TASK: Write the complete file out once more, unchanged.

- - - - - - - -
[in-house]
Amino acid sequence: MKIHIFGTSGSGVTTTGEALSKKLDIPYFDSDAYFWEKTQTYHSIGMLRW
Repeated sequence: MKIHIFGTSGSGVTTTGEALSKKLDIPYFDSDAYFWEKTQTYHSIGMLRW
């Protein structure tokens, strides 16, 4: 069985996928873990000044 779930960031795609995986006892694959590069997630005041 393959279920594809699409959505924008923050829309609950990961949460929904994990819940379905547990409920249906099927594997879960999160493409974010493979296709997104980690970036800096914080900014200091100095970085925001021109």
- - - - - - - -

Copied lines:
[in-house]
Amino acid sequence: MKIHIFGTSGSGVTTTGEALSKKLDIPYFDSDAYFWEKTQTYHSIGMLRW
Repeated sequence: MKIHIFGTSGSGVTTTGEALSKKLDIPYFDSDAYFWEKTQTYHSIGMLRW
């Protein structure tokens, strides 16, 4: 069985996928873990000044 779930960031795609995986006892694959590069997630005041 393959279920594809699409959505924008923050829309609950990961949460929904994990819940379905547990409920249906099927594997879960999160493409974010493979296709997104980690970036800096914080900014200091100095970085925001021109």